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No pressure for Chase leader Keselowski

AP
Brad Keselowski prepares to get into his car for practice for Sunday's NASCAR Sprint Cup auto race at Martinsville Speedway on Saturday, Oct. 27, 2012. (AP)

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By The Associated Press

Published: Saturday, Oct. 27, 2012, 6:46 p.m.

MARTINSVILLE, Va. — Brad Keselowski talks as though racing is simply business as usual.

The 28-year-old leads NASCAR'S Chase for the Sprint Cup. While his margin on five-time champion Jimmie Johnson is just seven points and perennial contender Denny Hamlin is only 20 points back, Keselowski dismisses talk that being chased means pressure.

“I feel good about our situation,” he said. “I love the way we performed over the last few weekends — really over the Chase. You want to win every race and obviously that hasn't happened, but that's not realistic, either. But we've been fortunate to win two races and be in contention for others. Even when we don't win, we seem to be able to find a way to not have a disaster out of it.”

That might be harder Sunday at Martinsville Speedway, where Johnson is on the pole, Hamlin will start fifth and the two have combined to win 10 times. Keselowski has never finished better than ninth; he'll roll off 32nd, back where mayhem can ruin a driver's day quickly.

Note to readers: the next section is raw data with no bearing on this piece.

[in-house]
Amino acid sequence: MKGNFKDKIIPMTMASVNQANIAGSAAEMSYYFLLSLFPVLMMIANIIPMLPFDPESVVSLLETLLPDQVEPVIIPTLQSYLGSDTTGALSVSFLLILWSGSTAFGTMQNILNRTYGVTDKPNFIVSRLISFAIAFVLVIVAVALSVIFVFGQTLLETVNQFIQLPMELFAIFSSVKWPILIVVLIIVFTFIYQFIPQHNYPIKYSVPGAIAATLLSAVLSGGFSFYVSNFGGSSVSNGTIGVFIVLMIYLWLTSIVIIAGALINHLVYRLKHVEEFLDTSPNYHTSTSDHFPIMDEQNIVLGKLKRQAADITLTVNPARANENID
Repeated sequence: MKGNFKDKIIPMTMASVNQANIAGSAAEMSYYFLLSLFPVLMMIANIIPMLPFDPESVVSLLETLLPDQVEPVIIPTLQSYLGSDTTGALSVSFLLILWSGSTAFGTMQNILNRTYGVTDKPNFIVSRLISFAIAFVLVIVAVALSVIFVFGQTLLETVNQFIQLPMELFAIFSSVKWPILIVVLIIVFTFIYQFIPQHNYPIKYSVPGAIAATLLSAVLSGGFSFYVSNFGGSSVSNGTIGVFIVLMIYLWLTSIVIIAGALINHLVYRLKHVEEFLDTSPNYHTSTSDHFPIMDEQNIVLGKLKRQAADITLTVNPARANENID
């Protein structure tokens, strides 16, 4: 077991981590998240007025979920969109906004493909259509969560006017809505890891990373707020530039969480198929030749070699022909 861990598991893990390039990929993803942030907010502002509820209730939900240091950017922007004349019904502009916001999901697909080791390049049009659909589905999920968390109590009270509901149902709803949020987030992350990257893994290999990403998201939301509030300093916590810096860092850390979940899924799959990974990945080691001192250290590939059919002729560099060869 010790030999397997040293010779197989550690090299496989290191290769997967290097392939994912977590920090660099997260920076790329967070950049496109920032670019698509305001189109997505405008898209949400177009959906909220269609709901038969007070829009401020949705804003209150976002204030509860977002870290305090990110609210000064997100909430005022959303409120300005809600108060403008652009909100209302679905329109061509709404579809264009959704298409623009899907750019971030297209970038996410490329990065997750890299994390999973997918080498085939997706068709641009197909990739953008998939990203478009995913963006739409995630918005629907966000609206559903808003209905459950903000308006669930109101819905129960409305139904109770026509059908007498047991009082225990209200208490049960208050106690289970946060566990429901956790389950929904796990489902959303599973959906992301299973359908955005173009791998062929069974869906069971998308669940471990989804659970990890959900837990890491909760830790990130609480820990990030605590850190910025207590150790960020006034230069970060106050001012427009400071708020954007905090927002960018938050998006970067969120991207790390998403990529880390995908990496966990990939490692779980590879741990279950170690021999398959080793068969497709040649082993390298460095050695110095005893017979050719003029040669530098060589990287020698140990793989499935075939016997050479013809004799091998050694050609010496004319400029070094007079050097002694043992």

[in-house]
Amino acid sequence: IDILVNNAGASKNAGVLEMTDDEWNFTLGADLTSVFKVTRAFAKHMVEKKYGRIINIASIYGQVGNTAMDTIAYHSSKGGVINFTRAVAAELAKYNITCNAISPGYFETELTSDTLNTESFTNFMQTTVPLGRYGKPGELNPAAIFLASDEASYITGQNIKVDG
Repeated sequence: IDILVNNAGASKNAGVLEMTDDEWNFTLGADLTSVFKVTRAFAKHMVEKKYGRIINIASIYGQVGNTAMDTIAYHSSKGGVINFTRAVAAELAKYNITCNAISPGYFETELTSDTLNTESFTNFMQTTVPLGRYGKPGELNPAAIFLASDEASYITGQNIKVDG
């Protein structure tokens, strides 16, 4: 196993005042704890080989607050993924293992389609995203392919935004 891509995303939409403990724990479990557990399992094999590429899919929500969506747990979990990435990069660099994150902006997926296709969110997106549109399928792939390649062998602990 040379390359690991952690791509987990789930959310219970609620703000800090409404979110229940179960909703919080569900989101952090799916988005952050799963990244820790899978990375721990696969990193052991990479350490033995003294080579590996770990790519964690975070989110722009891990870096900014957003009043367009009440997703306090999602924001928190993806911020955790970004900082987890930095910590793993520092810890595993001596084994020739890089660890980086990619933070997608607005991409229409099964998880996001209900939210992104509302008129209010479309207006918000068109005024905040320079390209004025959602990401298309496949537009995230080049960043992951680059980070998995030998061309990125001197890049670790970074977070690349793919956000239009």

Johnson and Hamlin have started back in the field and rallied to good finishes. Johnson started 22nd here in the spring and contended for the victory before fading to 12th.

This time around, he'd love to see Keselowski struggle early because the leader typically reaches the tail end of the field and starts lapping cars before 20 laps have been completed. That makes it critical for a contender starting near the back to drive his way out of trouble quickly.

“You have got to go,” Johnson said. “Everybody around you has that same mentality, too, so it can be pretty cut- throat back there.”

Even if Keselowski rallies into contention, Hamlin figures the air of calm surrounding the season's final three races will be harder to maintain the longer it lasts.

“You can put that iron-clad armor around you and think that it's not going to affect you, but it will eventually,” Hamlin said. “It doesn't matter whether you are going from the divisional game to the championship series; it just continues to build and get harder to block out everything that you hear.”

Hamlin finished third in the Chase in 2006 and was second in 2010. He and Keselowski share the series lead with five victories, and Hamlin thinks No. 6 would put him right in the thick of things.

“If we win, then it is going to be huge momentum,” he said. “If for some reason we can lead the most laps and win the race, that's half of our deficit that we've got that we can knock out in one week. This place will build momentum, or it will take it. You just hope you are on the first side of that.”

Thanks to his history of closing the deal, Johnson would seem to be the favorite.

“When it gets playoff time, things happen,” he said. “I don't want to put my guard down.”

 

 
 


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